Panasonic Avionics, a provider of in-flight entertainment and communication systems and a subsidiary of multinational electronics company Panasonic, has agreed (in conjunction with its parent company) to pay more than $280 million to resolve charges arising out of a scheme to retain consultants for improper purposes and conceal payments to third-party sales agents, in violation of the accounting provisions of the Foreign Corrupt Practices Act.

The settlement, which was announced Monday, calls for Panasonic Avionics to pay a $137.4 million criminal penaltyas part of a deferred prosecution agreement. In a related proceeding, the Securities and Exchange Commission (SEC) filed a cease and desist order against Panasonic, which agreed to pay approximately $143 million in disgorgement to the SEC, including prejudgment interest.  Thus, the combined total amount of U.S. criminal and regulatory penalties to be paid by Panasonic and Panasonic Avionics is just over $280 million.

According to admissions and court documents, Panasonic Avionics “knowingly and willfully” caused Panasonic to falsify its books and records with respect to Panasonic Avionics’ retention of consultants for improper purposes. “The consultants, which did little or no actual consulting work for Panasonic Avionics, were retained through a third-party service provider and were paid for out of a budget over which a senior Panasonic Avionics executive had complete control and discretion, without meaningful oversight by anyone at Panasonic Avionics or Panasonic,” the Justice Department stated.

Panasonic Avionics also admitted that employees in its Asia region concealed use of certain sales agents who did not pass the company’s internal diligence requirements.  According to admissions and court documents, Panasonic Avionics formally terminated its relationship with these sales agents, as required by its compliance policies, but Panasonic Avionics employees then secretly continued to use the agents by having them rehired as sub-agents of another company, which had passed Panasonic Avionics’ due diligence checks.  Through this process, employees hid more than $7 million in payments to at least 13 sub-agents.

By mischaracterizing the payments made to consultants and sales agents and providing false or incomplete representations and Sarbanes-Oxley sub-certifications to Panasonic about Panasonic Avionics’ financials and financial controls, Panasonic Avionics’ caused Panasonic to falsify its books, records, and accounts in violation of the FCPA.

SEC order

The SEC orderfound that Panasonic fraudulently overstated pre-tax and net income by prematurely recognizing more than $82 million in revenue for the fiscal quarter ending June 30, 2012. The fraud was accomplished by Panasonic Avionics backdating an agreement with a state-owned airline and providing misleading information to Panasonic Avionics’ auditor, according to the SEC.

The SEC order further found that Panasonic lacked sufficient internal accounting controls and failed to make and keep accurate books and records concerning purported consultants retained by Panasonic Avionics, as well as sales agents used to solicit business from state-owned airlines and other customers throughout the Middle East and Asia.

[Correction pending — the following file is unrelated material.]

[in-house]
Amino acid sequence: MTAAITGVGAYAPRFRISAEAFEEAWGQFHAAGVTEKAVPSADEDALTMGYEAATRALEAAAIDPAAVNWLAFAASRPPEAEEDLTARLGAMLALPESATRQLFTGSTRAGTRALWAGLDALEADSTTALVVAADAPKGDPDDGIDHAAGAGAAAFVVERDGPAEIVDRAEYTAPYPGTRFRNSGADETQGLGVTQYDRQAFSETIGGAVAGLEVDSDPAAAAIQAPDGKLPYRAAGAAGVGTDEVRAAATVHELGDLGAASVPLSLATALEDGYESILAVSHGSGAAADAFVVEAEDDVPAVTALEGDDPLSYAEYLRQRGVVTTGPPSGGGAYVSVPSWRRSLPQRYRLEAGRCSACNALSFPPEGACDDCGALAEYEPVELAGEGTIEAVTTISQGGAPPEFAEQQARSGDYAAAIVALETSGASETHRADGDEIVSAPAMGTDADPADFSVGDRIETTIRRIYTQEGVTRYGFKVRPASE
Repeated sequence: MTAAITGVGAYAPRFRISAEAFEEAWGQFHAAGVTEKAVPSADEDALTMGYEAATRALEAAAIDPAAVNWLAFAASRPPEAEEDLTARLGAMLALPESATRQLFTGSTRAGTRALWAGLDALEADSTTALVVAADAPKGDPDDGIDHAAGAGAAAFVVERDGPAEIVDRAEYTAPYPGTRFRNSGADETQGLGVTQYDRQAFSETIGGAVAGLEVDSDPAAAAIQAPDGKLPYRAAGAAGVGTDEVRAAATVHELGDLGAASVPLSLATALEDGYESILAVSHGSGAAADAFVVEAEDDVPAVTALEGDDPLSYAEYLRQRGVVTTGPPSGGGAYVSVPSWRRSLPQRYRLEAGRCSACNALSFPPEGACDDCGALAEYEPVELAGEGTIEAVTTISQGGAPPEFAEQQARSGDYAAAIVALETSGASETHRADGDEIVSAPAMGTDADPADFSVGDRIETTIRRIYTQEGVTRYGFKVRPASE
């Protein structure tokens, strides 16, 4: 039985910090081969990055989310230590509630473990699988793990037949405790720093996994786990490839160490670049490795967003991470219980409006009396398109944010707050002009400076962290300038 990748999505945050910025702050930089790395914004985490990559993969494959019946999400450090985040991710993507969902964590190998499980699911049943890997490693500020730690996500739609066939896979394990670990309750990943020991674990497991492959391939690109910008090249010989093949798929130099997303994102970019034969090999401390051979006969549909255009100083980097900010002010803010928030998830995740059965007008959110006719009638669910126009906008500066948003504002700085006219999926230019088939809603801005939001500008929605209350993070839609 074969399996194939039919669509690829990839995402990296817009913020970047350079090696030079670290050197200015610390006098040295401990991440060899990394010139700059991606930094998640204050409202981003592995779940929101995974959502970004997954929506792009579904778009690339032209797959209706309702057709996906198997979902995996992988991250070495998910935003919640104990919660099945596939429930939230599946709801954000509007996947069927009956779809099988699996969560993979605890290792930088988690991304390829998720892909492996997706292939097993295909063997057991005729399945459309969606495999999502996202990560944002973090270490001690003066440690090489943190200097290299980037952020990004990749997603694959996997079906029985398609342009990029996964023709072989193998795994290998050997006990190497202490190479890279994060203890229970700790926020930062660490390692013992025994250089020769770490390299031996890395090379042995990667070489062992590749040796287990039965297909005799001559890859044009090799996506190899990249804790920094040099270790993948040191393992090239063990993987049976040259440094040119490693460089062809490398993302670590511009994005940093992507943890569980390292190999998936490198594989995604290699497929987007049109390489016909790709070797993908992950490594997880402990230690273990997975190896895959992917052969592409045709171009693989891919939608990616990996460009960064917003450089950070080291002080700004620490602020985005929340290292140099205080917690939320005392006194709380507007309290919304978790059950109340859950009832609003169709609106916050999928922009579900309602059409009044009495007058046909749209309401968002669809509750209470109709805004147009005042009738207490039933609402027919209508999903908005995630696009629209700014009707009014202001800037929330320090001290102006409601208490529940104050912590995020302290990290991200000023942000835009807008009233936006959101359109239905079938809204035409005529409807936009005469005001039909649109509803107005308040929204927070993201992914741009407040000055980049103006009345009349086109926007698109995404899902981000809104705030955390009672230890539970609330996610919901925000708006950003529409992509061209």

“Issuers need to ensure that their rules and controls address the specific bribery and corruption risks they face when operating in global markets with customers that are state-owned entities,” said Charles Cain, Chief of the Enforcement Division’s FCPA Unit. “It is not enough for a company merely to set up policies and procedures that are not enforced or are easily circumvented by employees.”

DPA entered

Panasonic Avionics entered into a deferred prosecution agreement(DPA), filed April 30, 2018 in the U.S. District Court for the District of Columbia, charging the company with one count of knowingly and willfully causing the falsification of the books, records, and accounts of its parent company Panasonic. 

As part of the DPA, Panasonic Avionics will pay a total criminal penalty of $137 million. It also agreed to continue to cooperate with the Department’s investigation, enhance its compliance program, implement rigorous internal controls and retain an independent corporate compliance monitor for at least two years.

The Criminal Division’s Fraud Section said it reached this resolution based on several factors, including the fact that Panasonic Avionics did not timely voluntarily self-disclose the conduct, but did cooperate with the department’s investigation after receiving a request for documents from the SEC. 

Panasonic Avionics received a 20 percent discount off the low end of the U.S. Sentencing Guidelines fine range “because of its cooperation and remediation, which, although untimely in certain respects, did include causing several senior executives who were either involved in or aware of the misconduct to be separated from Panasonic Avionics or Panasonic.”

“Because many of the company’s compliance enhancements were more recent, and therefore have not been tested, the DPA imposes an independent compliance monitor for a term of two years, followed by an additional year of self-reporting to the department,” the Justice Department stated.